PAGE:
From Hopelessness to Hope
Post by Mayra Sandoval, Helpline Specialist, Susan G. Komen
Working on the Susan G. Komen® breast care helpline is truly rewarding. But honestly, there are times when I feel defeated. Daily, I tell myself, “You can’t lead the people, if you don’t love the people. You can’t save the people if you don’t serve the people.” (Dr. Cornel West)
There are people across the country in need of financial assistance, access to treatment, information, support – maybe even just a hug.
As a helpline specialist, it can be challenging not being able to fully help our callers due to a lack of resources; fortunately, this was not the case for Patricia. I hold clients like her dear to my heart.
Patricia called the helpline in a panic. She felt overwhelmed, and was even contemplating taking her own life. She had recently been diagnosed with stage IV metastatic breast cancer. She lacked a support system, and was also experiencing financial difficulties. Even for those with financial resources, it can be stressful to manage breast cancer treatment – decisions that have to be made, appointments to be scheduled and more – while also having to worry about the financial aspects involved in everyday care and other expenses like rent, groceries and childcare.
Instantly, I heard how depressed and hopeless she felt. I was able to offer her some encouragement, and let her know that she had made the first step by calling in. We discussed some of the questions she had about her cancer, as well as some of the resources that I thought would help her, including information about the Linking ARMS program, which is funded by a Komen grant. This program provided her with funds for transportation to get to and from her treatment.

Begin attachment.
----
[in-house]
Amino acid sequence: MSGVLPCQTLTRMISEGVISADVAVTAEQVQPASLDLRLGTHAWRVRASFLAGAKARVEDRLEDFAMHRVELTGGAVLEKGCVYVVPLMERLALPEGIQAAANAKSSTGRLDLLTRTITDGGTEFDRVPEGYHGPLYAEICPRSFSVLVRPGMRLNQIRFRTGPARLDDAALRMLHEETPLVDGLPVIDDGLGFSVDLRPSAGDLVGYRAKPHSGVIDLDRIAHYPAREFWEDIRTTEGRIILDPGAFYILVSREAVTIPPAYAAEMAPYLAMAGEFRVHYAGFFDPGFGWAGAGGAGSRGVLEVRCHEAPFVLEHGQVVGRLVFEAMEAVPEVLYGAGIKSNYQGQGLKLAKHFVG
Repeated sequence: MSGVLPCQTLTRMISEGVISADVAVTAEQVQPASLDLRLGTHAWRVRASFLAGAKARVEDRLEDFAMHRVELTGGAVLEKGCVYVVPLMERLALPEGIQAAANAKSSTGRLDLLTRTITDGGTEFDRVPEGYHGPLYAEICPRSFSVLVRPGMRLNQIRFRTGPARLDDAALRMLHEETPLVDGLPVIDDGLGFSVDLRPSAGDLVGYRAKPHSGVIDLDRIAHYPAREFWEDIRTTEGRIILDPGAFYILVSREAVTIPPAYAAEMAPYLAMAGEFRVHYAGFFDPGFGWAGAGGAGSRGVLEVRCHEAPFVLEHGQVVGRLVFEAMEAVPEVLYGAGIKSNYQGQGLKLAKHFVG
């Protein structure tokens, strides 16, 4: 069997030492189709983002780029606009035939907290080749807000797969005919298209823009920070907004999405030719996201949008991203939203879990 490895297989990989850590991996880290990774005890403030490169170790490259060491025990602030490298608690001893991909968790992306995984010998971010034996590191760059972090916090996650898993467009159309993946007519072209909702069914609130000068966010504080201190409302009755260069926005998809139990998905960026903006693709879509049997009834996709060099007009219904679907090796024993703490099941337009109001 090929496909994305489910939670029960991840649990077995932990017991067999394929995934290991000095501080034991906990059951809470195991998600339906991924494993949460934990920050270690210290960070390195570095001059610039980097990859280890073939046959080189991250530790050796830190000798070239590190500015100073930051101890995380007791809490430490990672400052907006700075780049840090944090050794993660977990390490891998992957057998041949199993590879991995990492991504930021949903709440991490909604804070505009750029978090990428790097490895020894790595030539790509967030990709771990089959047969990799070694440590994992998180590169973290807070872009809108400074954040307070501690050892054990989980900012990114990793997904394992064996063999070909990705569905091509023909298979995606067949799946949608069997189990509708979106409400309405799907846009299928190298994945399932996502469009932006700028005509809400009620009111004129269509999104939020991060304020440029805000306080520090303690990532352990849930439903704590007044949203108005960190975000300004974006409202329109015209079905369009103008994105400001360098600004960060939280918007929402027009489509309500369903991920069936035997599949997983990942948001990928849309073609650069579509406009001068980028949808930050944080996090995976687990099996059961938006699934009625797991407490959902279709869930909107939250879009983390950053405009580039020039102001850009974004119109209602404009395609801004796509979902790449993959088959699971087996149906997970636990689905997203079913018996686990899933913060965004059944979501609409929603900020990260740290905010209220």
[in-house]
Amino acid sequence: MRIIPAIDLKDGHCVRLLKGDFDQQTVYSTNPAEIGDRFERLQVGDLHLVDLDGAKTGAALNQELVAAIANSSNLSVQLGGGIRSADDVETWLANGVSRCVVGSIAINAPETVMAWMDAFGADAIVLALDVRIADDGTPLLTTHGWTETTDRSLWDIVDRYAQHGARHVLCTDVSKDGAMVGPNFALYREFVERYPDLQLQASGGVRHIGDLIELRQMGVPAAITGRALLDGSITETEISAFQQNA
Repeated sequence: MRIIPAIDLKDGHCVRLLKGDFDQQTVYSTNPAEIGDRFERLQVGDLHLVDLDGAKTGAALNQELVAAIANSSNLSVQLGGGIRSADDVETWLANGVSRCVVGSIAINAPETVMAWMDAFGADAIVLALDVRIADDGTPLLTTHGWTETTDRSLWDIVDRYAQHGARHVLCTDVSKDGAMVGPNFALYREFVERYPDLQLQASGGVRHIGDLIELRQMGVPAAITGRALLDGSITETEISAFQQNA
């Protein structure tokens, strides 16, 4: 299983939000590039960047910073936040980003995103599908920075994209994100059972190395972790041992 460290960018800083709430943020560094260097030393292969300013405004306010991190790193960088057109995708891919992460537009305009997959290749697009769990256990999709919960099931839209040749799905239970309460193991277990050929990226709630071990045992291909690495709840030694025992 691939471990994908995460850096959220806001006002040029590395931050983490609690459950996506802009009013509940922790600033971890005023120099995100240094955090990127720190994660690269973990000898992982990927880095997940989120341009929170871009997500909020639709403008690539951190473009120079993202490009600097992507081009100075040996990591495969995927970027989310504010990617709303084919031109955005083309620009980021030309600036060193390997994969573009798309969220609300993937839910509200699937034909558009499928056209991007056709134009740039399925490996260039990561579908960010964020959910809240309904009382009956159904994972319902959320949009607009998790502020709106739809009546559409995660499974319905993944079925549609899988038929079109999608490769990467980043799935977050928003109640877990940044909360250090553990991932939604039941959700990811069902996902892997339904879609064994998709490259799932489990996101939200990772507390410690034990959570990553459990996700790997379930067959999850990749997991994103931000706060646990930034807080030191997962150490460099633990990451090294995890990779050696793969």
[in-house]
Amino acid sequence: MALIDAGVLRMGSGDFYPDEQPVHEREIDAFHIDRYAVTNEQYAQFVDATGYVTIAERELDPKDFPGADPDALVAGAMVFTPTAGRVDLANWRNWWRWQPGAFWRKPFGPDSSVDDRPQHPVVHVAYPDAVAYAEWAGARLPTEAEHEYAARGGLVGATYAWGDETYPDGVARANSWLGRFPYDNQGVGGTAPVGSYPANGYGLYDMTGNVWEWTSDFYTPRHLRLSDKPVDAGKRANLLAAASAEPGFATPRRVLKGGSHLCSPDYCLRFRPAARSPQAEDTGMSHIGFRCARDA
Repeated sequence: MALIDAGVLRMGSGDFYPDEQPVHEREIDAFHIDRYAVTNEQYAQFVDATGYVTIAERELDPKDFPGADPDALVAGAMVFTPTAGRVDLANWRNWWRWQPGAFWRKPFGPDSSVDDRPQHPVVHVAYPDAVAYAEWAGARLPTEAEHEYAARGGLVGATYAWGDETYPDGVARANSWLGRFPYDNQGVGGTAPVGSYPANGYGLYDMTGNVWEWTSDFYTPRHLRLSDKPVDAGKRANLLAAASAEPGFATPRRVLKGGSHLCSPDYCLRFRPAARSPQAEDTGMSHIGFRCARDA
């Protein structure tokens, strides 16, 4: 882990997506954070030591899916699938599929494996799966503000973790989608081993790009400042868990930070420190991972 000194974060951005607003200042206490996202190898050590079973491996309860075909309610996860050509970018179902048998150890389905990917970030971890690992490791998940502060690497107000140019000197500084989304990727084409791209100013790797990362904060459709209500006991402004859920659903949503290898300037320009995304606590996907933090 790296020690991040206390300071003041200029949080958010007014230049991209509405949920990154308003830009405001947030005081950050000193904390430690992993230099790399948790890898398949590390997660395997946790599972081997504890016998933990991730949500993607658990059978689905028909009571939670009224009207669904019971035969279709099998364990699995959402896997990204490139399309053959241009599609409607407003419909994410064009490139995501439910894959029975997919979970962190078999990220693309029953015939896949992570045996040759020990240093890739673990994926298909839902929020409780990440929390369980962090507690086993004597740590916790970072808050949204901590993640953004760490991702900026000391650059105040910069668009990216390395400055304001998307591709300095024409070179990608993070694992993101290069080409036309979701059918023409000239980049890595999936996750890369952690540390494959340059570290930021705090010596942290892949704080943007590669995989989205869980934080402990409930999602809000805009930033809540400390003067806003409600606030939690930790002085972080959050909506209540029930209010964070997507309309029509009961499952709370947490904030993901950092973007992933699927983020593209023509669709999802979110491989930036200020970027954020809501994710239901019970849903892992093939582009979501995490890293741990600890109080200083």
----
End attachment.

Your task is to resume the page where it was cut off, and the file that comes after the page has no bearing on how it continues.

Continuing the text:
Equally as important, I was also able to connect her with support services. Although Patricia felt depressed and hopeless, she took the resources I gave her. I was hopeful Patricia would build her support network and speak to other metastatic breast cancer patients. As we finished talking, I thought how difficult a breast cancer diagnosis, especially metastatic, can be. On the helpline, we know that making time for our callers to openly express their feelings is an important part of their journey, and a big step in coping.
Patricia relayed to me that she had taken advantage of the resources and supportive services. She received financial assistance and joined support groups in her area.
Then she told me our conversation “saved her life.”
It’s moments like these that inspire me to make a positive impact in the life of every caller. It is a true honor to be part of Komen, and all of the great work that happens daily.
If you have questions about breast cancer – any questions! – you can always give us a call at 1-877 GO KOMEN (1-877-465-6636).
About the author
Nancy G. Brinker promised her dying sister, Susan G. Komen, she would do everything in her power to end breast cancer forever. In 1982, that promise became Susan G. Komen and launched the global breast cancer movement. Today, Komen is the world’s largest grassroots network of breast cancer survivors and activists fighting to save lives, empower people, ensure quality care for all and energize science to find the cures. Thanks to events like the Komen Race for the Cure®, we have invested more than $1.9 billion to fulfill our promise, becoming the largest source of nonprofit funds dedicated to the fight against breast cancer in the world.